Rob Natelson explains it all in his latest blog post. Short answer: if the purpose of the tax is raising revenue (e.g., the Stamp Act), it’s a tax. If the purpose is the regulation of commerce (e.g., a prohibitive tariff on imported French clothing; a shipping tax dedicated to paying for harbor improvements), then it’s not a “tax” in the the constitutional sense. Rather, it is a regulation of commerce.
The American colonists believed that Parliament had full authority to regulate external commerce, such as by imposing protectionist tariffs. The colonists also believed that Parliament had no authority to impose domestic taxes in the colonies (such as the Stamp Act). The colonists had a very firm sense of the distinction, and ended up going to war over Parliament’s refusal to respect that distinction. Because the Obamacare mandate is designed purely to control behavior, and not to raise revenue (even if it, like a protectionist tariff on French clothing does ultimately raise a little revenue), the Obamacare mandate is a type of commerce regulation, and not a tax in the constitutional sense. That, at least, is what the original meaning tells us.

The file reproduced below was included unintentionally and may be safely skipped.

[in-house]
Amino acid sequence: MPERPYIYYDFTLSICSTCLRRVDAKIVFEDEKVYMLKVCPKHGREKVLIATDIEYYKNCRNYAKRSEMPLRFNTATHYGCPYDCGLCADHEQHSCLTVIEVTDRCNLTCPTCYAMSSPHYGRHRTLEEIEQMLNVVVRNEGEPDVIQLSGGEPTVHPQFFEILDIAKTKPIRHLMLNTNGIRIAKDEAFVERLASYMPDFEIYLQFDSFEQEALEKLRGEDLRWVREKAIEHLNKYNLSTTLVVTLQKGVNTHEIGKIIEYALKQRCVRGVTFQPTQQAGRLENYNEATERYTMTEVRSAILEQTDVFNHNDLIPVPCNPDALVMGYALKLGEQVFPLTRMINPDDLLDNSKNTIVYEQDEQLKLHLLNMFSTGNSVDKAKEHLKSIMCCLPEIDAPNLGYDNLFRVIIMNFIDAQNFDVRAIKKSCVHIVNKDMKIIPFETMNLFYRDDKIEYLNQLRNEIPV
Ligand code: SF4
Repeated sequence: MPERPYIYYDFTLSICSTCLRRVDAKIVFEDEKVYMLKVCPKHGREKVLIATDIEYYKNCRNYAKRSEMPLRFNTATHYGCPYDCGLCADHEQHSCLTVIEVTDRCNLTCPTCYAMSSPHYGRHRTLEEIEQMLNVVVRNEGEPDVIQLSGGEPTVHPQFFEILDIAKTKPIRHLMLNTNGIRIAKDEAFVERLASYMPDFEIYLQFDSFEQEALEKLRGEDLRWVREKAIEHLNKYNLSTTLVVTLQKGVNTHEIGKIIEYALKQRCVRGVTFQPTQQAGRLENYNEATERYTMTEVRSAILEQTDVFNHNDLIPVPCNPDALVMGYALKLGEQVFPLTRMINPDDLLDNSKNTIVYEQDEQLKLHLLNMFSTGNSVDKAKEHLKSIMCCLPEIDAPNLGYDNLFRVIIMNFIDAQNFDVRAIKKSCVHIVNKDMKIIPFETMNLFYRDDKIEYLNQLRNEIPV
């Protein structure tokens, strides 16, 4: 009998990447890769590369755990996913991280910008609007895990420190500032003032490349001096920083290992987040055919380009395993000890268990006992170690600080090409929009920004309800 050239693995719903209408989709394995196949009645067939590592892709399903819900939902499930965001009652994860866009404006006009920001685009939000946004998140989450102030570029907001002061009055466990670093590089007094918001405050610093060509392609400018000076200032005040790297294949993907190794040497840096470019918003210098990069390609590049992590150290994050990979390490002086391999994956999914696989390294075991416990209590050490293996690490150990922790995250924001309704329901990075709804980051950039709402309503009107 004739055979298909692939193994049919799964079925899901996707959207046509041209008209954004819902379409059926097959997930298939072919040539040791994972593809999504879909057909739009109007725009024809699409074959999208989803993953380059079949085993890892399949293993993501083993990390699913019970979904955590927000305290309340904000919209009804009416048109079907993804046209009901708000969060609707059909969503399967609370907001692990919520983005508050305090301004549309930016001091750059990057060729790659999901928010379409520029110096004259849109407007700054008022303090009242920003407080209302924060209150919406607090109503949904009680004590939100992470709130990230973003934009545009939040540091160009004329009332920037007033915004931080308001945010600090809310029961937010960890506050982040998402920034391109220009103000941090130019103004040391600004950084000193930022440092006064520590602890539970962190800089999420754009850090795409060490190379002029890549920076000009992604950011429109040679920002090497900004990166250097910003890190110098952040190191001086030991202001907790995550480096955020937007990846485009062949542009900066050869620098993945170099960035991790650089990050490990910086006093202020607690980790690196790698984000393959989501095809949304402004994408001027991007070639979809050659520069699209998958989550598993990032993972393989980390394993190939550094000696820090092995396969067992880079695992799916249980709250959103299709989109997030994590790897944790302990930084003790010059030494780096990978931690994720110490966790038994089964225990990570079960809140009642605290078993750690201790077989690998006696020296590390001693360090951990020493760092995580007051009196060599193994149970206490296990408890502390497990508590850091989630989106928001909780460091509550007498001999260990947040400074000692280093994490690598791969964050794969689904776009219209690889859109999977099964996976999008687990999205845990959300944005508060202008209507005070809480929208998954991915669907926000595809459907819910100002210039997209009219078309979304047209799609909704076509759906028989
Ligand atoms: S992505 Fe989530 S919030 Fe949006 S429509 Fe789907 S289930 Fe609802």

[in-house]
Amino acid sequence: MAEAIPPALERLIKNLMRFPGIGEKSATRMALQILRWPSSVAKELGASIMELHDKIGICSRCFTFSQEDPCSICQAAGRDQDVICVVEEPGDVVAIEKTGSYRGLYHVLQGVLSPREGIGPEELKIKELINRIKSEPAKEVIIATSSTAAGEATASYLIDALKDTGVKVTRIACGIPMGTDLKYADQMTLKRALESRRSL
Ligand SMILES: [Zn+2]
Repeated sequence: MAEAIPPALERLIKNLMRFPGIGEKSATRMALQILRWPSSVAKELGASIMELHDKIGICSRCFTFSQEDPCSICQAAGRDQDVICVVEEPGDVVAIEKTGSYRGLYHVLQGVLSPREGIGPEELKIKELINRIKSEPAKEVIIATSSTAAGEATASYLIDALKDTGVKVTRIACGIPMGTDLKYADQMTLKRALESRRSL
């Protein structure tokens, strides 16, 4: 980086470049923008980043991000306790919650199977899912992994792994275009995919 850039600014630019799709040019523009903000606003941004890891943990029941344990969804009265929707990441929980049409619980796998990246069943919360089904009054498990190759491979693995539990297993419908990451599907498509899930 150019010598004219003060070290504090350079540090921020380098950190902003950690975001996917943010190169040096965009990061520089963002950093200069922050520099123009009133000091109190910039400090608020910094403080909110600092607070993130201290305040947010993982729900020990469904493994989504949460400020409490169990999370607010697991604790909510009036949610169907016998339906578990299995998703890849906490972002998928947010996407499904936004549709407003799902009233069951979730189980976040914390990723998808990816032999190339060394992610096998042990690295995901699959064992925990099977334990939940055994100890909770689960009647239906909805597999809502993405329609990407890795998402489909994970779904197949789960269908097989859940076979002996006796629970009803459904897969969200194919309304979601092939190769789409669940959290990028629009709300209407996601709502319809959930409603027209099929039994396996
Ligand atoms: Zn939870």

Of course whether the individual mandate actually qualifies as a regulation of “commerce…among the several States” is a separate issue. The original meaning question for the mandate’s penalty is a commerce issue, not a tax issue.